Again, Frank is an opportunist.  When one door closes, he has several others waiting for him.  He’s someone who needs to remain in control of the situation, no matter how dire.  He suspects something off about Blake and though there’s nothing concrete, it’s enough to reel him back in order to prevent a potential future sabotage.  While Frank isn’t afraid to take a gamble, he’s not going to give Blake a chance to screw him over, so he pulls him back sooner, based just on instinct.

Yet he isn’t willing to take a chance with his marriage since he insists that he isn’t the problem.  We had this issue last week, but here, we see that Frank isn’t willing to take risks if they don’t satisfy him in the grand scheme of things.  Going back to running clubs isn’t ideal for him, but he knows that it may help later down the line.  Adopting a child serves him no purpose because he played no part in that child’s creation and it would be taking on someone else’s grief.

Down Will Come- Jordan says that people take chances

Jordan has one of the standout, yet blatant lines in the episode: people take chances.  We take chances on happiness and ensuring a better future for ourselves, regardless of the risk.  We take risks when we leap headfirst into danger without assessing the situation or considering the consequences.

Down Will Come- Ray warns Ani about the Chessani family

And I feel that’s what Ray tried to get across to Ani when he warned her about meddling with the Chessani family.  Ani just wants to solve the murder, but she’s getting in too deep with corrupt forces that she doesn’t understand.  She doesn’t fear Mayor Chessani- or much of anyone, but she’s still in unknown territory.  Vinci is a city that’s been corrupt for years.  Ani can’t just come in and try to break that power structure in a little bit of time.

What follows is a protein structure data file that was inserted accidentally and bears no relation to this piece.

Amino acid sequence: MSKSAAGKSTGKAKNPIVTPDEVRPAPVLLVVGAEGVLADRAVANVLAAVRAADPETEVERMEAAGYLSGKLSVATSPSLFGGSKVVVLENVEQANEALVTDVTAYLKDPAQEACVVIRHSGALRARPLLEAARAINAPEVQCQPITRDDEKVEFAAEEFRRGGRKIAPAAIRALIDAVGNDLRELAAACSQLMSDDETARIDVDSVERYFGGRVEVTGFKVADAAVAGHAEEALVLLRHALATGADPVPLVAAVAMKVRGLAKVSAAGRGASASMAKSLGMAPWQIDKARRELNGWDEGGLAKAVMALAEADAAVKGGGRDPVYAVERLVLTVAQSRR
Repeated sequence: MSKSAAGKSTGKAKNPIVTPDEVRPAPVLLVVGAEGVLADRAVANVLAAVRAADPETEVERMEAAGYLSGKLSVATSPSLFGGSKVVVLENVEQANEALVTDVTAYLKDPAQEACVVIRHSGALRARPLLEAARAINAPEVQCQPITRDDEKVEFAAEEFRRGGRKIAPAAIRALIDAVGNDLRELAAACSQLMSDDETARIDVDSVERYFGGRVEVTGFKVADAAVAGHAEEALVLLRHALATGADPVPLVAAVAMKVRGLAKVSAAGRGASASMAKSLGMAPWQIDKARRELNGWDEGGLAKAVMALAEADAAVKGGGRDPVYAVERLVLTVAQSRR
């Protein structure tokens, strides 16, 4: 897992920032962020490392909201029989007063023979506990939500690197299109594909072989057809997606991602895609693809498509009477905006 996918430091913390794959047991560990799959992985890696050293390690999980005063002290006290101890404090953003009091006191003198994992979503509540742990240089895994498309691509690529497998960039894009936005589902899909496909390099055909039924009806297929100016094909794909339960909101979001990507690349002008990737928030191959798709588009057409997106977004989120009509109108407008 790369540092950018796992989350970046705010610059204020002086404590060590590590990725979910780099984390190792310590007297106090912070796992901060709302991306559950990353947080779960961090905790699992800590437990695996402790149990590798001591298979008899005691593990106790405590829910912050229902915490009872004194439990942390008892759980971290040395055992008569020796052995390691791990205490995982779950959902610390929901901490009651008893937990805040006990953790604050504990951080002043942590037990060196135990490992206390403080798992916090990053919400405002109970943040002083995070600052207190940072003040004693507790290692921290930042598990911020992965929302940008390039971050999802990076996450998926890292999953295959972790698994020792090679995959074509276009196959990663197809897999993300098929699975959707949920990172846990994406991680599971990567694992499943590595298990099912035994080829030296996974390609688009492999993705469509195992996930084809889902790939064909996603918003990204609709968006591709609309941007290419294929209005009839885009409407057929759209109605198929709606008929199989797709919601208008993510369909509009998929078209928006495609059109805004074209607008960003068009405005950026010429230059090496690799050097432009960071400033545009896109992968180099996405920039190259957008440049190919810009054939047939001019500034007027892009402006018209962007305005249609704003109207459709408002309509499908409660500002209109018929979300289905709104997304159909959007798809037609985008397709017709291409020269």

Down Will Come- Ani is defiant

Things reach a turning point for Ani when she receives the sexual misconduct notice.  Ani balks at this, even going as far as asking whether a man would receive the same type of treatment.  First off, fuck off with that shit, True Detective writers.  Don’t pull that gender bullshit nonsense with this show.  You’re better than that.  Regardless of who brought the complaints against Ani, the point is she still screwed around with subordinates.  And what’s worse is that she seems incapable of forming a long lasting relationship.

Down Will Come- Ani and Elvis argue